The Panaceans lived for returns. They were shocked to the core every time a member died, but found comfort in the idea that all their compatriots would be back before long, bringing Christ with them. The feeling of waiting for an overdue return keeps coming up. The Panaceans anticipated the return of order to the world – with beds made and dinner places laid out for the elusive Archbishops, should they arrive one afternoon unannounced.

The Panaceans’ efforts supplied order and a sort of carefully regulated hope, in this interwar period when loss and disruption were rife. They sought original answers to old problems, but the Bible wasn’t enough; this was happening now – those who lived through the atrocities of the Great War must have been left wondering if God had forgotten them altogether.

This idea that conventional rulebooks leave an opening, unfinished business that can be concluded by specially chosen individuals, is surely just as irresistable today. It’s certainly something I see wherever I look, in the tech community.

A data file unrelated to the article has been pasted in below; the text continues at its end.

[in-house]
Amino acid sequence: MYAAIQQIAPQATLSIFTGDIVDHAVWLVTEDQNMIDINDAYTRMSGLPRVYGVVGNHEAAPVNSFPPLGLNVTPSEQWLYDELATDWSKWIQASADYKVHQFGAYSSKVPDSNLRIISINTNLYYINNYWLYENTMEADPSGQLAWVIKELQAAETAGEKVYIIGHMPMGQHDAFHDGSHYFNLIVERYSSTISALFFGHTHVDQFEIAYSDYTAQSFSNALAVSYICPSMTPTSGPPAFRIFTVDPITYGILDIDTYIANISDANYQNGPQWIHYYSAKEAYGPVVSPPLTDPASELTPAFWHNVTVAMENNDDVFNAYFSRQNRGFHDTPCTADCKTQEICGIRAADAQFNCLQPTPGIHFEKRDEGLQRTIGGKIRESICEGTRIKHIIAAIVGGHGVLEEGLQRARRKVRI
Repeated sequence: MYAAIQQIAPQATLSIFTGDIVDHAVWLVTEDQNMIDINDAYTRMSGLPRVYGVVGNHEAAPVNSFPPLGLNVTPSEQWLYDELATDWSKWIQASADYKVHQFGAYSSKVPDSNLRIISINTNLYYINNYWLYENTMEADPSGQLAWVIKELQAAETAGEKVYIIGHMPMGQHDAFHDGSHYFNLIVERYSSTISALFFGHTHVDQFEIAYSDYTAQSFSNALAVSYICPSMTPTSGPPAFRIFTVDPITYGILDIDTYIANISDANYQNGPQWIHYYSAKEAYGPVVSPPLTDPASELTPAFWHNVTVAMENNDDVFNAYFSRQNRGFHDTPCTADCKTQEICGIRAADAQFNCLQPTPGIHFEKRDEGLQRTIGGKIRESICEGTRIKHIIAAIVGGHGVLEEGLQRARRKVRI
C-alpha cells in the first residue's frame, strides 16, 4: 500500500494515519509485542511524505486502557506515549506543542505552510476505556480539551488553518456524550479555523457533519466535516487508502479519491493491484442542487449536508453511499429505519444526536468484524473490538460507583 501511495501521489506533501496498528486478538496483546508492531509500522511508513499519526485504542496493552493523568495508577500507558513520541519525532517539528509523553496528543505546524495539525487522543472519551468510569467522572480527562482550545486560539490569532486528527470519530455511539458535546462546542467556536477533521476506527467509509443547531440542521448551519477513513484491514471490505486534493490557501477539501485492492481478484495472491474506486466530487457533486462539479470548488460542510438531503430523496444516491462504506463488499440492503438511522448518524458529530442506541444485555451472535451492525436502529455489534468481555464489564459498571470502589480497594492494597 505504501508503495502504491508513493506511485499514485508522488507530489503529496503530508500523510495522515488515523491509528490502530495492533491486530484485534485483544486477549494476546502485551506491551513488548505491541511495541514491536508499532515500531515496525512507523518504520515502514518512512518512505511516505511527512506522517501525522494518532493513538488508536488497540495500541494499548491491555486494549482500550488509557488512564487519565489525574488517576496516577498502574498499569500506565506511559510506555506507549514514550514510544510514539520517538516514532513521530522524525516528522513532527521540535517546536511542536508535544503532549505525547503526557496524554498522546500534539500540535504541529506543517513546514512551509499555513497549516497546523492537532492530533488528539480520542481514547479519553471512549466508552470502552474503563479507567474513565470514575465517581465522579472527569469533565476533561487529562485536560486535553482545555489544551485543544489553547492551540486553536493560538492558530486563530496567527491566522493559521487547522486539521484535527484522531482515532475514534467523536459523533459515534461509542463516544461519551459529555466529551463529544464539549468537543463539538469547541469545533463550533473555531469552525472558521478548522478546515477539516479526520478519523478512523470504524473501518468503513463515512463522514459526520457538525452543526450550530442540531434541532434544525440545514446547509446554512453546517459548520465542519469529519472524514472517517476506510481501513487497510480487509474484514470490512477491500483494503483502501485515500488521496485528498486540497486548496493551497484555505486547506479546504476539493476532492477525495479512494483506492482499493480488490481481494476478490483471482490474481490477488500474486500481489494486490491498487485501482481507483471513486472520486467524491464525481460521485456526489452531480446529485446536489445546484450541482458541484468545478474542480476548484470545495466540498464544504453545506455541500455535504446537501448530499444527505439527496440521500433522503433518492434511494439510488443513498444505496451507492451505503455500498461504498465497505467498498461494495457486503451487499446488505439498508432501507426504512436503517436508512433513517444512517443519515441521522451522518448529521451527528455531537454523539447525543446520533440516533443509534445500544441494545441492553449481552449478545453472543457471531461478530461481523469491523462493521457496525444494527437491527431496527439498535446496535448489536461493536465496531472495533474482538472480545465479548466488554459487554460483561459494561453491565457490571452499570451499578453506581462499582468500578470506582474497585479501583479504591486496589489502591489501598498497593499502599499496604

There are a number of parallels in the way we have come to think about technology in 2018. The digital revolution has lifted us out of our nihilism, but only because we have been looking for something to do so. There’s little inherent in digital that should inspire such hope, any more than the arrival of the railways or the invention of the combustion engine. The latest subject of our evangelism seems relatively arbitrary.

This is a lengthy preface to the idea of a robotic ‘Artificial Intelligence’ crow – not much of an A.I, technically, but as fantastical as any alive-seeming A.I in popular culture, and standing for them.

Jack2 is a kind of mash-up of the return the A.I evangelists want, and the return the Panaceans hoped for. It’s a be-careful-what-you-wish for parable, but it’s also a focus for the silliness and sadness, the absurdity of these impossible beliefs we sustain to hold off the equally impossible alternatives.